Conceptual Engineering Method for Attenuating He Ion Interactions on First Wall Components in the Fusion Test Facility (FTF) Employing a Low-Pressure Noble Gas

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It has been shown that post detonation energetic helium ions can drastically reduce the useful life of the (dry) first wall of an IFE reactor due to the accumulation of implanted helium. For the purpose of attenuating energetic helium ions from interacting with first wall components in the Fusion Test Facility (FTF) target chamber, several concepts have been advanced. These include magnetic intervention (MI), deployment of a dynamically moving first wall, use of a sacrificial shroud, designing the target chamber large enough to mitigate the damage caused by He ions on the target chamber wall, and the use of a ... continued below

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C.A.Gentile, W.R.Blanchard, T.Kozub, C.Priniski, I.Zatz, S.Obenschain September 21, 2009.

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It has been shown that post detonation energetic helium ions can drastically reduce the useful life of the (dry) first wall of an IFE reactor due to the accumulation of implanted helium. For the purpose of attenuating energetic helium ions from interacting with first wall components in the Fusion Test Facility (FTF) target chamber, several concepts have been advanced. These include magnetic intervention (MI), deployment of a dynamically moving first wall, use of a sacrificial shroud, designing the target chamber large enough to mitigate the damage caused by He ions on the target chamber wall, and the use of a low pressure noble gas resident in the target chamber during pulse power operations. It is proposed that employing a low-pressure (~ 1 torr equivalent) noble gas in the target chamber will thermalize energetic helium ions prior to interaction with the wall. The principle benefit of this concept is the simplicity of the design and the utilization of (modified) existing technologies for pumping and processing the noble ambient gas. Although the gas load in the system would be increased over other proposed methods, the use of a "gas shield" may provide a cost effective method of greatly extending the first wall of the target chamber. An engineering study has been initiated to investigate conceptual engineering metmethods for implementing a viable gas shield strategy in the FTF.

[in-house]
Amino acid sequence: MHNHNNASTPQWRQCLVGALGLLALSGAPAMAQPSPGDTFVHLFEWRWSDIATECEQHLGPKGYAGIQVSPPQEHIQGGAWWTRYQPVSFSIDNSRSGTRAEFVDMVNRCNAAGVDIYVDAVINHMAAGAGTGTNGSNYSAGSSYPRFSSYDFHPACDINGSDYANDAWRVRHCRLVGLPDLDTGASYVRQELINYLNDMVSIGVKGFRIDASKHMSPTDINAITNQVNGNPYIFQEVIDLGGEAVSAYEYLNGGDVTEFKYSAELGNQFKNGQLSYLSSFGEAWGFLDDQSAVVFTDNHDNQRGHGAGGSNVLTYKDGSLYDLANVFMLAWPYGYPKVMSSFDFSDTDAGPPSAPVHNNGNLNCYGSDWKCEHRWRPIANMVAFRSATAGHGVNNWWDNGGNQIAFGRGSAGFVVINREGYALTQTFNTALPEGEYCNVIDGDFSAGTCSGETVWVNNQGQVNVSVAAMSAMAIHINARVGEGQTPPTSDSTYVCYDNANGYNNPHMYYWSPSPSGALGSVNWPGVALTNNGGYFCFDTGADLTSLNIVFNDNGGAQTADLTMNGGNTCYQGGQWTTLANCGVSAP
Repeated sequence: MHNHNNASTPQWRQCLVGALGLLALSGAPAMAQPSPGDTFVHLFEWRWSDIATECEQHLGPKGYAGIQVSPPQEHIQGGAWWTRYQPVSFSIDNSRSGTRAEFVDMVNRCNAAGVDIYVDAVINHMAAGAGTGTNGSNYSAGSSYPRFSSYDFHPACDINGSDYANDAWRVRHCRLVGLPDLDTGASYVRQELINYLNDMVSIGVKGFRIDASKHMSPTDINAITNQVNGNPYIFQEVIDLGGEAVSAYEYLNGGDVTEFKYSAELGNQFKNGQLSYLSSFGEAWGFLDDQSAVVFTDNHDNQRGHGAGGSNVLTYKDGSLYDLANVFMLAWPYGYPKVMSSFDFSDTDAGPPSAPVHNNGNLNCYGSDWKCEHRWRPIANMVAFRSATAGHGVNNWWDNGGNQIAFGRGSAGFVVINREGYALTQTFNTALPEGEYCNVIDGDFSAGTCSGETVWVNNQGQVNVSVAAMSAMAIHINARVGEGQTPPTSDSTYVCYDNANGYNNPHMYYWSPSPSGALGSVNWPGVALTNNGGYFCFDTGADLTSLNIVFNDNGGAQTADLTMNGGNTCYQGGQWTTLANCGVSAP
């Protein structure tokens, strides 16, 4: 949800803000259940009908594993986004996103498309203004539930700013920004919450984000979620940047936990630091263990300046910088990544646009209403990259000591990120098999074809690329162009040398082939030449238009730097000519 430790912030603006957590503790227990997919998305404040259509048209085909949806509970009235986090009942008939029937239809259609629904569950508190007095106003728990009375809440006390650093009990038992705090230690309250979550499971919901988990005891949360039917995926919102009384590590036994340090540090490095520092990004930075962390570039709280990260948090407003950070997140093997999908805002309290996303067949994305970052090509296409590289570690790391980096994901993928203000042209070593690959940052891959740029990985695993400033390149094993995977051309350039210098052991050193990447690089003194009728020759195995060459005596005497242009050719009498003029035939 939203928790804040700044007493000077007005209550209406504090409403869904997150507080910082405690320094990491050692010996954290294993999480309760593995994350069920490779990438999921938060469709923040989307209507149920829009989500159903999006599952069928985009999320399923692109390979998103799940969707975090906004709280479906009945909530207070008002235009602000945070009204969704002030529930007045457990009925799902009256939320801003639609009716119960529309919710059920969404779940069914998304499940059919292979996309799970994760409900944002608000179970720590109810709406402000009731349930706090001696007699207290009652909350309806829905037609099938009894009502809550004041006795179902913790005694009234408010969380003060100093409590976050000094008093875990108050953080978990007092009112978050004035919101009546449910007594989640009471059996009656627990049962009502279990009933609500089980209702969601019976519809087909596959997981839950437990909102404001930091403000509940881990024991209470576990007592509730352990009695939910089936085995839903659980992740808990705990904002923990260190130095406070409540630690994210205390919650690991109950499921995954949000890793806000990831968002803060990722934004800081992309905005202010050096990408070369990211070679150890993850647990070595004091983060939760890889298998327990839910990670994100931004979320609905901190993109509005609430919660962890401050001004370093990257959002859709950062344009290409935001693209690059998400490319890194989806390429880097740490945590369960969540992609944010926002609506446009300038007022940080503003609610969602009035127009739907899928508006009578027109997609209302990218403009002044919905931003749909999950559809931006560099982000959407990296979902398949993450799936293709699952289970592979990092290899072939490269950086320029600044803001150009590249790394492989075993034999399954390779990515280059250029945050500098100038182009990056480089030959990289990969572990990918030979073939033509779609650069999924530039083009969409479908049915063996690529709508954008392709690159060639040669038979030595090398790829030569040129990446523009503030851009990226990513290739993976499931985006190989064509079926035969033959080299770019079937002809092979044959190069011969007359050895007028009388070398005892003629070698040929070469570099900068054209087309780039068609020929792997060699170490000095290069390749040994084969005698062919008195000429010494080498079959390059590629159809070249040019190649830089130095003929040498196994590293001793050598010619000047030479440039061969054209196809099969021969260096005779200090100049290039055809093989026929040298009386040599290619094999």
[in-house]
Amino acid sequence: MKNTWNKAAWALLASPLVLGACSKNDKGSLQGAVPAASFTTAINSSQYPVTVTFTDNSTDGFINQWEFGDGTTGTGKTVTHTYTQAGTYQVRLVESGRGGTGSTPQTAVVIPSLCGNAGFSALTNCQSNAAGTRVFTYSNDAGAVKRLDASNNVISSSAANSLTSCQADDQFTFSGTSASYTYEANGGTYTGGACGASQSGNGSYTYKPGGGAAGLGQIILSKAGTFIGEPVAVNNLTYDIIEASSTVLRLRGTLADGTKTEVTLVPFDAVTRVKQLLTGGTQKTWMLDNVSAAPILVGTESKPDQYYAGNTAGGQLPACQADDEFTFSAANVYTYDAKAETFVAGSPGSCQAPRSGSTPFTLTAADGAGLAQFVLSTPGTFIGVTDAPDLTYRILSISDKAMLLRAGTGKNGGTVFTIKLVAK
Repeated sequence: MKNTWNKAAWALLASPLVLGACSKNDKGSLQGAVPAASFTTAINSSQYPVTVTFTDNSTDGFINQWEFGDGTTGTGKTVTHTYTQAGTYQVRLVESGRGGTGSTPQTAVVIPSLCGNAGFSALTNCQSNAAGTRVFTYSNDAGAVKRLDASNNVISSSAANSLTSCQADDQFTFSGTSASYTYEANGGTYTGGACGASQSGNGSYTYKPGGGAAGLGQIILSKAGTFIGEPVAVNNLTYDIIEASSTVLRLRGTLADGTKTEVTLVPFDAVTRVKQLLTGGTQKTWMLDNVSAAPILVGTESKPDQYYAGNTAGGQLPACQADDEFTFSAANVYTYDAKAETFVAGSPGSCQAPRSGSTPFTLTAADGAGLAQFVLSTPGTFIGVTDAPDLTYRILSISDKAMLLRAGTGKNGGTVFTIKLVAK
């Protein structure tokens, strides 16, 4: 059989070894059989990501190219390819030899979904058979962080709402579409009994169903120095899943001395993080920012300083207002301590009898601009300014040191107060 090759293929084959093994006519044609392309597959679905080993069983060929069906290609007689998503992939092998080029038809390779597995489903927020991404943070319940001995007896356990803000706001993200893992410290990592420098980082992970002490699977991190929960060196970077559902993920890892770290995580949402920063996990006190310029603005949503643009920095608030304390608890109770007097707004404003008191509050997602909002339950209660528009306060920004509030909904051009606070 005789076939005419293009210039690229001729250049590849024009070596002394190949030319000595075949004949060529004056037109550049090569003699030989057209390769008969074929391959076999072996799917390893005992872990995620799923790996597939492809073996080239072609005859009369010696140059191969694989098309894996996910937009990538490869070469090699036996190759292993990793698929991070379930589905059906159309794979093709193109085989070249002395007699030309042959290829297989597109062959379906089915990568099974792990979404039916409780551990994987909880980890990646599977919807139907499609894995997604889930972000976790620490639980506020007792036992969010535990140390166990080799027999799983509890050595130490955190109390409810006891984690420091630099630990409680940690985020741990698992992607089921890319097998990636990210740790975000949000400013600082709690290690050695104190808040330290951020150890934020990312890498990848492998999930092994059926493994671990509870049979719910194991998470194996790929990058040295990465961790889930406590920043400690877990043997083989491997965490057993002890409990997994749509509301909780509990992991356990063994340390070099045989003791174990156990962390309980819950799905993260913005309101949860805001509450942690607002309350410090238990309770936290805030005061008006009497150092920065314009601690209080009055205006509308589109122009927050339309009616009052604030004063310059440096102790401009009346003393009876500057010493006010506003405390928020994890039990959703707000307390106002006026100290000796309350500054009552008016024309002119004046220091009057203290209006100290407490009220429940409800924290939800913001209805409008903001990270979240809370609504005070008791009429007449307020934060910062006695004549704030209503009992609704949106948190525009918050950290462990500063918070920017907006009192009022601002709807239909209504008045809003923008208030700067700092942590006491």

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  • 23rd Symposium on Fusion Engineering, San Diego, CA May 31-June 4, 2009

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  • Report No.: PPPL-4460
  • Grant Number: DE-ACO2-09CH11466
  • Office of Scientific & Technical Information Report Number: 965278
  • Archival Resource Key: ark:/67531/metadc931047

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  • September 21, 2009

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  • Nov. 13, 2016, 7:26 p.m.

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  • Dec. 12, 2016, 8:48 p.m.

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C.A.Gentile, W.R.Blanchard, T.Kozub, C.Priniski, I.Zatz, S.Obenschain. Conceptual Engineering Method for Attenuating He Ion Interactions on First Wall Components in the Fusion Test Facility (FTF) Employing a Low-Pressure Noble Gas, article, September 21, 2009; Princeton, New Jersey. (digital.library.unt.edu/ark:/67531/metadc931047/: accessed November 16, 2018), University of North Texas Libraries, Digital Library, digital.library.unt.edu; crediting UNT Libraries Government Documents Department.